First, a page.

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Re: META: Longest threads?

From:Ray Brown <ray.brown@...>
Date:Monday, May 23, 2005, 18:12
On Sunday, May 22, 2005, at 10:55 , Amanda Babcock wrote:

> On Thu, May 19, 2005 at 01:53:57PM -0700, Sai Emrys wrote: > >> Looking at the NLF2DWS thread, I see ~105 responses (and that just on >> the main thread; add another 50 or so for the spinoffs or variants). >> >> That seems to be pretty high, compared to the rest I've seen here. >> What *have* been the highest-response threads, historically? What're >> the records? > > Erm. I don't know how to find that number, but I'm pretty sure the > average thread length was a lot longer back in the days that inspired > the current posts-a-day limit.
Oh yes - I remember those day when it was rare to get less a couple of hundred mails a day :=( There was no way most of us could read them all - so there was a lot skimming and simply just trashing uninteresting looking subject lines, just to keep up.
> Ok, just pulled out of a hat by bringing up quasi-randomly a larger-than- > usual monthly mailspool archive of my Conlang mail, and 4 days into the > month (May of 2003) found the thread "Weekly Vocab 6", which my threaded > mailer finds to contain 173 mails (no guarantees that they're all the same > subject, just that they were created via a "reply" command that uses the > References: header).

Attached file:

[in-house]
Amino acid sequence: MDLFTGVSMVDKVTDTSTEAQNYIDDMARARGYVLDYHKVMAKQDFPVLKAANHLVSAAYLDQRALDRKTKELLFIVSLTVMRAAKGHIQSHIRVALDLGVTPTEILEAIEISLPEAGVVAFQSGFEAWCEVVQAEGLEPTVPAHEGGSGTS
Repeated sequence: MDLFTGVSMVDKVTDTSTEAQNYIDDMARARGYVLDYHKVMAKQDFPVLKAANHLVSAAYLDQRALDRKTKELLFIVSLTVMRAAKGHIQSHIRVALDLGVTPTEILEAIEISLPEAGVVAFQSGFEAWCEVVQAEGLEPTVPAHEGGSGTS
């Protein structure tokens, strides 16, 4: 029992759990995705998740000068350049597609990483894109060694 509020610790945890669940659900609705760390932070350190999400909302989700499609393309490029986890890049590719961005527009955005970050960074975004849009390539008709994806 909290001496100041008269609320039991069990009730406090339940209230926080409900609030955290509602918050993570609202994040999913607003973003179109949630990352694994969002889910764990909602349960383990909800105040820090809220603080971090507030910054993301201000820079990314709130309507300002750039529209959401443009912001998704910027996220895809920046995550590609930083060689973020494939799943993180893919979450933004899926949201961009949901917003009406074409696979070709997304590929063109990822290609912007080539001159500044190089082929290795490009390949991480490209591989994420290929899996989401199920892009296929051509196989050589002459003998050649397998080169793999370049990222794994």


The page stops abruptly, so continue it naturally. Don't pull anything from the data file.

Quite so - there was a reluctance to change subject headers. Sometimes I would take a peek at a thread I had been trashing - simply because such an uninteresting topic seemed to be creating so much interest!! Quite often I would then discover the content of the mail had no relevance to the subject heading. Occasionally would find something interesting - but more likely what breakfast cereals were available in the local store, or some other way-off-topic trivia. At least the 5 mails per day limit has stopped that ;)
> If you want to get really really spooky, in my mailbox at least, the > thread immediately following that one was titled "Not linear written > forms?", > although that turns out to have been about something completely different.
That's the trouble with such ill-defined words as 'linear' ;) The 'linear' in 'Linear A' and 'Linear B' for example is not used with the same meaning as in the subject heading of the current NLF2DWS thread. Ray =============================================== =============================================== "A mind which thinks at its own expense will always interfere with language." J.G. Hamann, 1760